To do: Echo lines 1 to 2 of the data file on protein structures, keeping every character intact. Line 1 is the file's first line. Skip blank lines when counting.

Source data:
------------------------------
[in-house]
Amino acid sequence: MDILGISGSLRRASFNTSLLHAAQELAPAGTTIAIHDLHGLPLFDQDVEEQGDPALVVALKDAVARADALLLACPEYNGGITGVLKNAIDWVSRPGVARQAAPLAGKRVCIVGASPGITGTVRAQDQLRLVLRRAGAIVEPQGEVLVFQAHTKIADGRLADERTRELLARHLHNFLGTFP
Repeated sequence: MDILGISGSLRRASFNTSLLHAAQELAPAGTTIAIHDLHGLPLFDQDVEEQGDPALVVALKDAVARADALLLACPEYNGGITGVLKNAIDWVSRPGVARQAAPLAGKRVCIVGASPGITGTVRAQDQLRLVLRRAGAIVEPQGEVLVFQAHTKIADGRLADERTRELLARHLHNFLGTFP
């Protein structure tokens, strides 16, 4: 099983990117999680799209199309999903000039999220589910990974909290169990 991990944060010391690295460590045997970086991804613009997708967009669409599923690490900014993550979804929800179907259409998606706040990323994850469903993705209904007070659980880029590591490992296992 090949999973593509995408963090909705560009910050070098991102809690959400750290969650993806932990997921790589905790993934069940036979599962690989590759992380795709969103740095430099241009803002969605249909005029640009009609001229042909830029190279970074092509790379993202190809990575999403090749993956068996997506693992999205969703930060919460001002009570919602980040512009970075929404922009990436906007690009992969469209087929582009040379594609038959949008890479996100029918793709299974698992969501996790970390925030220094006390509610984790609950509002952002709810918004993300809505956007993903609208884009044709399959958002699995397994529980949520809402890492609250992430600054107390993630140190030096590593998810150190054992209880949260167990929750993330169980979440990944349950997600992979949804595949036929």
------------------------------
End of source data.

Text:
[in-house]
Amino acid sequence: MDILGISGSLRRASFNTSLLHAAQELAPAGTTIAIHDLHGLPLFDQDVEEQGDPALVVALKDAVARADALLLACPEYNGGITGVLKNAIDWVSRPGVARQAAPLAGKRVCIVGASPGITGTVRAQDQLRLVLRRAGAIVEPQGEVLVFQAHTKIADGRLADERTRELLARHLHNFLGTFP